The History of the George’s Street Arcade
It’s no secret that the George’s Street Arcade in Dublin’s Creative Quarter is renowned for its architecture, history and many uniquely Dublin businesses.
In a city where some of our most well known features are the elegant house and squares of the Georgian era the Gothic influenced, red-brick of the South City Markets, better known to Dubliners as the George’s Street Arcade is perhaps one of the city’s finest examples of Victorian era architecture. Dominating a block of the busy South Great George’s Street the Arcade has been serving the shoppers of Dublin for almost 140 years.
The markets building originally opened its doors to shoppers way back in 1881 after several years in construction. The buildings were designed by Richard and William Mawson, brothers from Bradford, England and were built by the firm of John Hall Thorp from Leeds.
The markets were formally opened by Sir George Moyers, the Lord Mayor of Dublin, and himself an architect, and the guests invited to the opening were welcomed by Joseph T. Pim, Chairman of the Market. The markets were not only a spectatular development in and of themselves, with their 112 meters of frontage, 46 shops and 112 stalls, but the development of what had previously been mostly crumbling abbatiors also widened and improved the surrounding streets like Drury Street and Fade Street.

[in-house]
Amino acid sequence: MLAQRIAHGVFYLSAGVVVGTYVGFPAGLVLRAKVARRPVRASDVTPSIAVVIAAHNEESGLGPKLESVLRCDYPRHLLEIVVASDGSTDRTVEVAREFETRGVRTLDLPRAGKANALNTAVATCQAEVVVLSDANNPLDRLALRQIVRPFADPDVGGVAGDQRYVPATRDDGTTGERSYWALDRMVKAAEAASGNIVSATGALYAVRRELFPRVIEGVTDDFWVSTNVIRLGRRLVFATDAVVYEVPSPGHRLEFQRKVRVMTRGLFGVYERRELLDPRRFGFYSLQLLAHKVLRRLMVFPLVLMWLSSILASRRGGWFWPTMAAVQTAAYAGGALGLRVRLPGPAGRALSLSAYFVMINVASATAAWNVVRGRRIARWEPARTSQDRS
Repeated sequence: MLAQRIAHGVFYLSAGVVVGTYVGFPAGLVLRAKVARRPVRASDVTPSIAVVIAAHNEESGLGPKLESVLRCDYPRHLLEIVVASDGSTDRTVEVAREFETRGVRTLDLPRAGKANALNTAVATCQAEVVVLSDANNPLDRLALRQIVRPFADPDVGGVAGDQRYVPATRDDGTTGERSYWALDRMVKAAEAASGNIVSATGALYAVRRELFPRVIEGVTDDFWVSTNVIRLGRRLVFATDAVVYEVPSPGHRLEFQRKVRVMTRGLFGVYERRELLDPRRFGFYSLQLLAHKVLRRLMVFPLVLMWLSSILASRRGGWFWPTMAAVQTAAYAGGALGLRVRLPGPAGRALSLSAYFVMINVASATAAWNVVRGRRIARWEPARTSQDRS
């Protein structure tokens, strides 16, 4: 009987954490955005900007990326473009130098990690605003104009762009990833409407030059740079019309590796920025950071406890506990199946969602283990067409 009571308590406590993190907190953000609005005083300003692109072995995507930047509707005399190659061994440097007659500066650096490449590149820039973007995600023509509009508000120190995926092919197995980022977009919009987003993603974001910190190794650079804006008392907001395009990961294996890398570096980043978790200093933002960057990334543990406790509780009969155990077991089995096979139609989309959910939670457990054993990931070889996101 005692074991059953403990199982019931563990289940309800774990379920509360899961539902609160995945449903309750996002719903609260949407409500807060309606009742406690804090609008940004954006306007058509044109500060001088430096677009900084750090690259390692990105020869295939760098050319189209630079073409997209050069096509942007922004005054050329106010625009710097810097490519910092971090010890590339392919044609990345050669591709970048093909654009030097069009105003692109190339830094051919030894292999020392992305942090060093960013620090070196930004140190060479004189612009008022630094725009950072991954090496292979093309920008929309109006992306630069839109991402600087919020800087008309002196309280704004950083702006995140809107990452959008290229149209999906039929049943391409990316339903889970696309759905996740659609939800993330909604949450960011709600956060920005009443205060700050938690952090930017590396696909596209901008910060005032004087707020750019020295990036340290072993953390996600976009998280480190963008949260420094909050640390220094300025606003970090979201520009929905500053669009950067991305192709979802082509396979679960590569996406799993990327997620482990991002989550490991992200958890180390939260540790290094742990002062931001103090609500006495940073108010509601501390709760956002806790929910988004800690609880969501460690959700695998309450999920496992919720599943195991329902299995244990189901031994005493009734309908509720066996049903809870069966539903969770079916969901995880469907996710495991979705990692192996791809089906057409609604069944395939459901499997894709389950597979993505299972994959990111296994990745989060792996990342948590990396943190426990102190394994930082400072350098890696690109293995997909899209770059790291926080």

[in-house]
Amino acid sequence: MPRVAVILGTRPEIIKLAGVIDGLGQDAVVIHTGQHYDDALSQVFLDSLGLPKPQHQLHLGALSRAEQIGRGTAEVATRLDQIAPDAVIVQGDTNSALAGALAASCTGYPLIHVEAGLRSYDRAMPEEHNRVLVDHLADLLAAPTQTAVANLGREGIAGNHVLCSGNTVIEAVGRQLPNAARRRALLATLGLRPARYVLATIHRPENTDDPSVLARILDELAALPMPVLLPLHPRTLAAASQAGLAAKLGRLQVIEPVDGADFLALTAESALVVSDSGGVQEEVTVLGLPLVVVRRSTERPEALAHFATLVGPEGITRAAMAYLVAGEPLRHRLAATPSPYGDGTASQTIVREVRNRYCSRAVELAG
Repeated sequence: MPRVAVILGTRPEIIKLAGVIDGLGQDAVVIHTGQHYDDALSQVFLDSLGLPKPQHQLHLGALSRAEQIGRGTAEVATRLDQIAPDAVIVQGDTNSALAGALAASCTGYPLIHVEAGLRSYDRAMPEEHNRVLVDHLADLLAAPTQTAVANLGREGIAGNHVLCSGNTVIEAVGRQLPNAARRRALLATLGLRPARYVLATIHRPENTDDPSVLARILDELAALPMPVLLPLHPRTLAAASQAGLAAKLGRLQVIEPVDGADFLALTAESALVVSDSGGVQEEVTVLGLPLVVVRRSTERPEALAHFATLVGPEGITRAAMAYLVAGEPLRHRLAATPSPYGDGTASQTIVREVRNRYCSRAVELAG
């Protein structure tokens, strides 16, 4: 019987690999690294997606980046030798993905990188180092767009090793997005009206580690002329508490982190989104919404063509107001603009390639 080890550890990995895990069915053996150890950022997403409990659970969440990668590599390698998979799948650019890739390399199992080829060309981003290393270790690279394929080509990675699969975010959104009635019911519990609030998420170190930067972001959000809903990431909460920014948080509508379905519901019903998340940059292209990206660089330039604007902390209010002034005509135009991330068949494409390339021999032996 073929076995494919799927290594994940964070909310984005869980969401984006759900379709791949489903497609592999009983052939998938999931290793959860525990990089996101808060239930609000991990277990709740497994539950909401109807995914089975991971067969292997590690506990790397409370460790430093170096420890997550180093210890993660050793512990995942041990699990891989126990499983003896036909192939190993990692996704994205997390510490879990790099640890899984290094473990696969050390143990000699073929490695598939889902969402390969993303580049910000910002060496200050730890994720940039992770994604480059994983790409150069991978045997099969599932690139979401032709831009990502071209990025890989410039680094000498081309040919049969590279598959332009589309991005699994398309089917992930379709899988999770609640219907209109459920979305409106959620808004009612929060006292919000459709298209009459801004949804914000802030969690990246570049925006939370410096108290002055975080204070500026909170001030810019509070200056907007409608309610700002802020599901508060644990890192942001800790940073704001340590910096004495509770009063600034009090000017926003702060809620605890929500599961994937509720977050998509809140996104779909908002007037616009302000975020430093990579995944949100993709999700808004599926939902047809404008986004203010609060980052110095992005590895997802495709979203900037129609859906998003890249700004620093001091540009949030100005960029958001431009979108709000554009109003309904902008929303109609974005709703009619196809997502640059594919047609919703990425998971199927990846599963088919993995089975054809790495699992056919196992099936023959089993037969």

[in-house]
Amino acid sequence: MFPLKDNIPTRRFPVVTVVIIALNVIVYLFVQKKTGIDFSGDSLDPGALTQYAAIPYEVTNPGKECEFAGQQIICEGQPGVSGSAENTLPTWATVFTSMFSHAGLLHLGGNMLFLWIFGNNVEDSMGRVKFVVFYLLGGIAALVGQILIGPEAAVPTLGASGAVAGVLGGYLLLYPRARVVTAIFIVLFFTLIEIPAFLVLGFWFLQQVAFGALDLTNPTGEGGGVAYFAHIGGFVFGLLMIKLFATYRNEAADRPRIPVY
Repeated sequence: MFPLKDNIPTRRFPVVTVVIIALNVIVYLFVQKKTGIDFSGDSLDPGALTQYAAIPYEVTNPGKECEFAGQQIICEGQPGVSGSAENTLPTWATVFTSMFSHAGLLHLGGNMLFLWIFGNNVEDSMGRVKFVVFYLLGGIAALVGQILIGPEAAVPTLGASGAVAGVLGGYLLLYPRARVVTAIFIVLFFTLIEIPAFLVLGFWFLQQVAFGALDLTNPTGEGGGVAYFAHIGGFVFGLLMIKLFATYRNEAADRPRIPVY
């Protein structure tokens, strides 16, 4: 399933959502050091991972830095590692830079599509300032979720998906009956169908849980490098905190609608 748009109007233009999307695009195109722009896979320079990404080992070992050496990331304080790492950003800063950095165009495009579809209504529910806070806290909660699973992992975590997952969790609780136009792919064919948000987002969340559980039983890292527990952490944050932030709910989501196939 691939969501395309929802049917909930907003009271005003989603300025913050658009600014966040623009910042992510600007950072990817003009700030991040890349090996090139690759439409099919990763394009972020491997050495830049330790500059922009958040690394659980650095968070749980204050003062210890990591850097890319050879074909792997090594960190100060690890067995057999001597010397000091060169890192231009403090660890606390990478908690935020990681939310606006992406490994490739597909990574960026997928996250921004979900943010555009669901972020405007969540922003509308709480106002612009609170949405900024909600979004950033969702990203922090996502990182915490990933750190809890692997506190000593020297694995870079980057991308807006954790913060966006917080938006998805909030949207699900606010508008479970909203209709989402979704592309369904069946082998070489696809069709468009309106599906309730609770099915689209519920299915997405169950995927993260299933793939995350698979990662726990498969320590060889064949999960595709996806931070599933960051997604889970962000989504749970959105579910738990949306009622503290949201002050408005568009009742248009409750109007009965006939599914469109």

Disaster struck just over ten years after the Arcade opened, one of Ireland’s first purpose built shopping centres was engulfed in flame and was destroyed in 1892. Not only were the shops and stalls gone but many of the shopkeepers had lived in the upper floors of the Arcade and had lost their homes as well. But from the ashes of tragedy the Arcade was rebuilt.
A decision was made to use an Irish architect (William Henry Byrne) and an Irish building contractor H&J Martin, and this found favour with the Dublin public, by the autumn of 1894 the markets were finally ready to reopen after an expensive reconstruction that cost in the region of £30,000. Once again the Lord Mayor of Dublin, Valentine Dillon, on this occasion was on hand to offically reopen the premises.
In the intervening years significant investment has been made several times in improving and conserving the markets and the beautiful brick buildings that house them, first in the late 1970s and then again in the 1990s after the Layden family group took over ownership.
Today the markets remain home to a wide variety of businesses, from Stokes Books, Spindizzy Records, New Moon, Retro, Lolly & Cooks, and the Dublin institution that is Simon’s Place Coffee Shop, to more recent arrivals like Flip, Blindeye Barbers and Loose Canon.